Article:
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RE: Proposed Simplifications to the DeltaV protocol

From: Clemm, Geoff <gclemm@rational.com>
Date: Tue, 17 Apr 2001 16:00:34 -0400
Message-ID: <3906C56A7BD1F54593344C05BD1374B1018E236D@SUS-MA1IT01>
To: ietf-dav-versioning@w3.org
   From: Lisa Dusseault [mailto:lisa@xythos.com]

   I was very excited about the "feature sets" idea because I
   understood that these would be a normative part of the
   specification, not merely an informative thing.  Language is always
   so slippery....

We did discuss the idea of explicitly adding in "package" tokens to be
returned by OPTIONS, but the consensus at the meeting was that
returning explicit "package" tokens from OPTIONS (in addition to
"feature" tokens) would provide no additional benefit beyond simply
defining the package membership in the spec.

The rationale was that it's just as easy to check whether a set of
feature tokens are in the OPTIONS response as it is to check whether a
single package token is in the OPTIONS response).

   My assumption: If anybody can create a new "feature set" and inform the
   world what their set is, then there's no value to feature sets.

That does not follow.  If the spec identifies 4 specific feature
sets that a server SHOULD support, then a client is provided with
guidance as to what 4 feature sets to look for.

   I do, however, understand that some servers will want to support a
feature
   set plus an extra feature or two.  So I propose that there be some way to
   name each feature set, plus to name features on top.  Then the OPTIONS
   response for my server would indicate:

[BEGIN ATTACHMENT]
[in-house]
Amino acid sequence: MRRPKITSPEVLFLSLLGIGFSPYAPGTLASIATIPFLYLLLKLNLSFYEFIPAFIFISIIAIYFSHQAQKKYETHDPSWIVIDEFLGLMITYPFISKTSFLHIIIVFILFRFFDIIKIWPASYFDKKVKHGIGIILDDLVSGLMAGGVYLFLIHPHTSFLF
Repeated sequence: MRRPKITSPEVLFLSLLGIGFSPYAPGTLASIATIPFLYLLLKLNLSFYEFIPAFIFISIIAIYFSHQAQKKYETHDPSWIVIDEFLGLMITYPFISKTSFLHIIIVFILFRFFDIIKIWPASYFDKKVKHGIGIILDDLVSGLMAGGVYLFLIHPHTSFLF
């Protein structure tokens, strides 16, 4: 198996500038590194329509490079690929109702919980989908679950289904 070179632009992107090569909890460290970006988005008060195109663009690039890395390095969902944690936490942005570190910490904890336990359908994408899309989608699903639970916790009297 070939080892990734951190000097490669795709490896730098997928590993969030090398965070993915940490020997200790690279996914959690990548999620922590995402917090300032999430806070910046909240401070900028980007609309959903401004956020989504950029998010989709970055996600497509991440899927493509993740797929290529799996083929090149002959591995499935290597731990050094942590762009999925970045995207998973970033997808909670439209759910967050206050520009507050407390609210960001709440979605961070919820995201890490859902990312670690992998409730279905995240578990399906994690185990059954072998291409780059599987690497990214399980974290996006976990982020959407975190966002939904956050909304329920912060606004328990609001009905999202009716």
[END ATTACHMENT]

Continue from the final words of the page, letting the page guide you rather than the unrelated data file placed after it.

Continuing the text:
- I support BASE feature set
    - I also support features X and Y (which are not part of BASE)

A client can answer the first question by just looking to see whether
all the features in the BASE feature set came back from the OPTIONS
request.  No need for a separate "package" token to be defined or
returned.

   Another server might support BASE, feature X, Y and also Z.  If BASE + X
+ Y
   + Z == FEATURE_SET_1, then the OPTIONS response would only have one
string
   for this server:
    - I support FEATURE_SET_1

Similarly, it's just as easy for a client to check whether all features
in FEATURE_SET_1 have been returned in the OPTIONS response from the
server.

   Also, I would propose that BASE replace the concept of CORE.  It's way
too
   confusing to have a difference.  BASE should be the set of features that
all
   servers must implement:  the old concept of core, plus checkout, plus
   fork-control parsing (even if disallowed).

CORE is the intersection of the features supported by all defined
packages.  This turns out to just be one feature, namely, the
version-control feature.  It doesn't matter much to me whether we
give that single common feature its own package name, as long as
we clearly identify that this is the only feature that is common
between all packages.

   Taking these steps puts few actual restrictions on the servers.  They can
   still decide to support an arbitrary set of features.  There is only a
   psychological pressure (which I think is a good thing) to implement a
   defined package rather than a random set of features.  The next value of
   this is that it's much easier for a client to identify their supported
   feature sets.

I believe that the difference in coding effort and complexity between:

   for (feature in package)
     check-if-feature-supported (feature, supported-feature-set)

and

   check-if-package-supported (package, supported-package-set)

is not sufficient to warrant adding package tokens to the OPTIONS
response.

Cheers,
Geoff
Received on Tuesday, 17 April 2001 15:59:03 GMT

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